Nicola Mortimer from Three Ireland outlines six clear steps to getting an M2M project up and running with maximum results from minimum time, development and cost.
Businesses today operate in a smart, connected world. Demand for rich, real-time data is continuously growing and more businesses are embracing the opportunities and benefits of machine-to-machine (M2M).
However, it’s easy to get caught up in blue-sky thinking and miss the practicalities of rolling out an M2M project for your business, and it’s important to make sure you know exactly what to expect before getting started.
For starters, what is M2M?
M2M, machine-to-machine, is exactly what it sounds like. Two machines exchanging data with each other, without the need for human interaction. It has countless uses across a wide range of industries, including retail, security, transport and health.
M2M SIMs work in different ways and are used in everything from retail outlets and healthcare devices for assisted living, to delivery tracking in boats and lorries.
If you’re new to M2M, here’s a guide to maximise your end results, while minimising timelines and development costs.
1. Clearly define the project
Identify your objectives, the roll-out process and the intended outcomes. Understand what features are ‘nice to have’ and what you ‘need to have’. Prepare a clear plan and focus on the end goal.
Within the security and e-health space, I have seen projects designed and redesigned, sometimes never getting over the finish line because this end goal has not been clearly defined.
Save the time and money of redevelopment and only begin your project when you’re sure of what you want.
At Three, customers consult with our M2M experts to ensure a clear picture is painted before any work begins. Work starts when a clear brief or plan is prepared and this keeps everyone on track when temptation to keep adding to and changing the brief seeps in.
2. Evaluate skills and resources needed
Identify what skills and resources you are going to need and whether you can support the project internally.
If you already have the expertise in-house, you may simply need to purchase a batch of SIM cards to utilise and monitor yourself.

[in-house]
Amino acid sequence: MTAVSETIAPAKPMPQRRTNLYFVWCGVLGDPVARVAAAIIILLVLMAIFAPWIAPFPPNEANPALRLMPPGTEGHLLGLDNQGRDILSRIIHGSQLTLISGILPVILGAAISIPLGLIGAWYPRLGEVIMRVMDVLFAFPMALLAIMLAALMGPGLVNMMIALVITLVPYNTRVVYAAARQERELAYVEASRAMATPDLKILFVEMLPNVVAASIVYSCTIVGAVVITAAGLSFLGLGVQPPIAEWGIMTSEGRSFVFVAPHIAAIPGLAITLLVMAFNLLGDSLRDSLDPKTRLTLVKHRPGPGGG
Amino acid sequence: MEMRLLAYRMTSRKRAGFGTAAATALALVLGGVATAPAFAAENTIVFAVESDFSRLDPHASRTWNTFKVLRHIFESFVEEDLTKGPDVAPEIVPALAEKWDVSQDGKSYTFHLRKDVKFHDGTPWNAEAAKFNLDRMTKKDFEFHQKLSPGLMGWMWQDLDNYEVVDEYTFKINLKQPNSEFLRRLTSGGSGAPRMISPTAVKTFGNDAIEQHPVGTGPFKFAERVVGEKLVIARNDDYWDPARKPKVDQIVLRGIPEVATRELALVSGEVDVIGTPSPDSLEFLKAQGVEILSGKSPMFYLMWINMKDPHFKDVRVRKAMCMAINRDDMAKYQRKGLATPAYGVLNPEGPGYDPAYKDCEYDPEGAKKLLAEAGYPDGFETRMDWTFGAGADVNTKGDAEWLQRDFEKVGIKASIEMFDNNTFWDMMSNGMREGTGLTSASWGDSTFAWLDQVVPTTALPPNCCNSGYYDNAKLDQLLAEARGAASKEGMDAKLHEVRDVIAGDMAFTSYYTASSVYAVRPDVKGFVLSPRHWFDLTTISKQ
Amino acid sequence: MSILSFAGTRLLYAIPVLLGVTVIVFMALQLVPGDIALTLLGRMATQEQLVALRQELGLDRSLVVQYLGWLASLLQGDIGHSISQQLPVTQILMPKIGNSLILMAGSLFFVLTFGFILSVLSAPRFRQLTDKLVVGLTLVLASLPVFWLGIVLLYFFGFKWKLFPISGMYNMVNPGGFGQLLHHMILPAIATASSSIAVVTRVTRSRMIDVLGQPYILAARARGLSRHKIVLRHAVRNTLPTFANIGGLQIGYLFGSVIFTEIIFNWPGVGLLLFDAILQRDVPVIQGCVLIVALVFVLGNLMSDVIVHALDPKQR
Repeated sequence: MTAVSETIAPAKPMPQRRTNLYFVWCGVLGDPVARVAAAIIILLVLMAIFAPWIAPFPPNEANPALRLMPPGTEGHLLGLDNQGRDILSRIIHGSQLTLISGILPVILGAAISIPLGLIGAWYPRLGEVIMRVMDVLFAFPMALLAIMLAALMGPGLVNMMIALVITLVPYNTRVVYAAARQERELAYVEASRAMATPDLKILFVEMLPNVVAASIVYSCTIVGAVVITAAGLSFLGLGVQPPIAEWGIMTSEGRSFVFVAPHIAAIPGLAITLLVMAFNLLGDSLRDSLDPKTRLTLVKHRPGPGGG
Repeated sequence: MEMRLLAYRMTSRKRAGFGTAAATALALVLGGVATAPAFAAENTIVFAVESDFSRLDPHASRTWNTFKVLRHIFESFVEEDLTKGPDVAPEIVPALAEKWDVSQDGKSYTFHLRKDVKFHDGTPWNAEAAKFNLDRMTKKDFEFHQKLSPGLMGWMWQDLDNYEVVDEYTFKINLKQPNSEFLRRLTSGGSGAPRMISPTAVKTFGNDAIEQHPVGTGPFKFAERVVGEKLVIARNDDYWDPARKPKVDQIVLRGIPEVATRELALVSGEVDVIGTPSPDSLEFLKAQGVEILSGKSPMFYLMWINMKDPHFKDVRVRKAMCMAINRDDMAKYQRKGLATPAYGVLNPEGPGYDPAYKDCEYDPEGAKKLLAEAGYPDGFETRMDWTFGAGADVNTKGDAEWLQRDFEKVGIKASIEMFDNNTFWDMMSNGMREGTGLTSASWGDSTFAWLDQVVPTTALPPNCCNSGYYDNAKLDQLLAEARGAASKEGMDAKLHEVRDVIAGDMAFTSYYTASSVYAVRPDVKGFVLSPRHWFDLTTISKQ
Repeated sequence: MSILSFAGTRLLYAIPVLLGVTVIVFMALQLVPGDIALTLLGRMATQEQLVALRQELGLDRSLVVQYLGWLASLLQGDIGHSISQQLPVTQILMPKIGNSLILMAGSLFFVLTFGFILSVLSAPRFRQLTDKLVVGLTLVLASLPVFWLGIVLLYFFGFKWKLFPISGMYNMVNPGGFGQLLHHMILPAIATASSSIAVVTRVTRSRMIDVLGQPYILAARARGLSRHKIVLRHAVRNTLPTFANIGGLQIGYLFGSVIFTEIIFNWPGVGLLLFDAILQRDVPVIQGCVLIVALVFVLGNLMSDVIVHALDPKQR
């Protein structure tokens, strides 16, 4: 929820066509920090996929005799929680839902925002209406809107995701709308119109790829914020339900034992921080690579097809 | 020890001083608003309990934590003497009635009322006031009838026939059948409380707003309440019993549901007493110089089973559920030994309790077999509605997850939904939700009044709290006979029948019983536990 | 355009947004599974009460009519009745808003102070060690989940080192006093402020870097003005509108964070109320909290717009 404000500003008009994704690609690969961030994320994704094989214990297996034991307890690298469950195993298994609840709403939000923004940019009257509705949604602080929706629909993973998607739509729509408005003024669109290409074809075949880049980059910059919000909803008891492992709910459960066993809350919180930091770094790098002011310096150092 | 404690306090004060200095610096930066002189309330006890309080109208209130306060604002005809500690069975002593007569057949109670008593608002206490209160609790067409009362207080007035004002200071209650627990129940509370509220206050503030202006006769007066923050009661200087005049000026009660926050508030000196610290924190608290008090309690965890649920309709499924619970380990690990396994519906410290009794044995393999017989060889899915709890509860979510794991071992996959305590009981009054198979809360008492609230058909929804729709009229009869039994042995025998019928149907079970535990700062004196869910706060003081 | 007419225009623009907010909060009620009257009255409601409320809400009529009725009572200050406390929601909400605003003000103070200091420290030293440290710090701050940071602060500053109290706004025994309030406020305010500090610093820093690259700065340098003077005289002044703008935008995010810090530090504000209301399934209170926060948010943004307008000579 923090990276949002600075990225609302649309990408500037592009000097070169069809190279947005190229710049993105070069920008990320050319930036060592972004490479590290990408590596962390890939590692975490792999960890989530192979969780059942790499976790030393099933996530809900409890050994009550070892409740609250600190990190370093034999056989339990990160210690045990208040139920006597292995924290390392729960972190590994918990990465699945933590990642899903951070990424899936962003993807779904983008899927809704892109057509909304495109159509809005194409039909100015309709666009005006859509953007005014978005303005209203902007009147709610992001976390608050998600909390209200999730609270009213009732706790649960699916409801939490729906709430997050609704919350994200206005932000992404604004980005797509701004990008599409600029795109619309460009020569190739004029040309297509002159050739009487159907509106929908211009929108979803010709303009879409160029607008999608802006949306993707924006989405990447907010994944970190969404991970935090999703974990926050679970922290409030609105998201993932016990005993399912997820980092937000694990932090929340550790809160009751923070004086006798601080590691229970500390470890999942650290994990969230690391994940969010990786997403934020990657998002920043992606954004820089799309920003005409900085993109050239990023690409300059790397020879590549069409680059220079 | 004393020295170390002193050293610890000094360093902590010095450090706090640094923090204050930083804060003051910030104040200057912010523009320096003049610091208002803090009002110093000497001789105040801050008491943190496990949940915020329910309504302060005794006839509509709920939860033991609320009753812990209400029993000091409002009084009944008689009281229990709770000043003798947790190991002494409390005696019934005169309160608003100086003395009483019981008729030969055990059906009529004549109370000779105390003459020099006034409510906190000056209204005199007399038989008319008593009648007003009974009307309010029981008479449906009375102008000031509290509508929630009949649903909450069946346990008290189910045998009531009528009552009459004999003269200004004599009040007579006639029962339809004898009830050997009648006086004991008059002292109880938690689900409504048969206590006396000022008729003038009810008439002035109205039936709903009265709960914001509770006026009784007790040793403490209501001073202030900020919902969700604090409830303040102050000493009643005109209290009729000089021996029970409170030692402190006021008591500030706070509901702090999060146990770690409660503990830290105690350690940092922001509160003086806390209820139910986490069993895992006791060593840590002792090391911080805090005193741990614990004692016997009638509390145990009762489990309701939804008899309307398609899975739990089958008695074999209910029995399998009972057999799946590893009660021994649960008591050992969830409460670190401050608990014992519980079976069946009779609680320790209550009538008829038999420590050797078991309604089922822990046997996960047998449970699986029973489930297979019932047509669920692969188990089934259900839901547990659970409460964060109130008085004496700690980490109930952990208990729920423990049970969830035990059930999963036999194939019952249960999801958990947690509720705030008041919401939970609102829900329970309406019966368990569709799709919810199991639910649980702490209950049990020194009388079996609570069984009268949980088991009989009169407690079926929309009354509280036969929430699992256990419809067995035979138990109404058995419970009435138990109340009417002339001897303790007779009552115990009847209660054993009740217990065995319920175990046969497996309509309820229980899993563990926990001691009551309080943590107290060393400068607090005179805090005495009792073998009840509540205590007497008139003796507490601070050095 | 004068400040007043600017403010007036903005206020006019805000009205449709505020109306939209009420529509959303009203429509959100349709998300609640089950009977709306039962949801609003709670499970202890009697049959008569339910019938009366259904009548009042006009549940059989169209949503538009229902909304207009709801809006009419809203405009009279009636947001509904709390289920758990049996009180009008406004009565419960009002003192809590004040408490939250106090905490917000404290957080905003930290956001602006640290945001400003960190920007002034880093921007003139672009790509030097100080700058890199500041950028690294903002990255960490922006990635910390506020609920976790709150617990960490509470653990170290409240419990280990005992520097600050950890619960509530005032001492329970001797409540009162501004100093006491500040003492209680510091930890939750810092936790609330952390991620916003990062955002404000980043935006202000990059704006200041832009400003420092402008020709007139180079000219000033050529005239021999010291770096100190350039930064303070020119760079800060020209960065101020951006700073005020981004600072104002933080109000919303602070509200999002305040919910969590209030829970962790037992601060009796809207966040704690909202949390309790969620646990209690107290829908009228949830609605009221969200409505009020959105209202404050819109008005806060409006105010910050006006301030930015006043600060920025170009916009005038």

However, if you do not have these skills to hand, you can choose to partner with a specialist to help you implement your project. Network providers like Three work with Irish businesses every day to do just that.
3. Identify your integration costs
Often, integration can take a lot of resources and budget from the project. It’s important not to cut corners at this stage.
You’re going to want a clear user interface and the ability to view everything in one window. Another key point is to ensure that the data that you’ve generated is stored properly so that it can be analysed later.
While it’s important to get data from point A to point B (for example, from a courier to the end recipient, through a delivery tracker), saving this information for later will be valuable. You can analyse it for trends and identify improved processes, and over time you may even be able to sell your data.
Data usage will also be an ongoing cost for your M2M project, so knowing how much you need is important. For example, if you only need to receive data once a day, why multiply this cost by pulling the data every 10 minutes?
4. Understand your implementation cost model
While M2M and the internet of things (IoT) offer operating expense models, you may need to purchase new technology to support it, thus creating a capital expenditure element to your M2M project.
It’s important to identify this system requirement before you begin, due to its wider impact on your organisation.
5. Don’t forget security
Security is critical in all M2M projects due to the amount and type of data that is collected, transmitted and stored. You need to integrate robust solutions early in your project to address any security and privacy concerns.
6. Be creative and entrepreneurial
While it’s essential to set realistic goals for your M2M project, there’s no denying that incredible opportunities and benefits can be found in this space.
Applying your entrepreneurial thinking and flair to your project is important and aspirations in this regard can turn into clear and tangible results that have a positive impact on your bottom line.
Nicola Mortimer is head of business products, marketing and operations at Three Ireland. She has more than 15 years’ experience in the telecommunications industry, having worked with Verizon, Magnet Networks and BT. She joined O2 Ireland (which was acquired by Three Ireland) in 2011, and took up her current role in July 2014.
Number six image via Shutterstock
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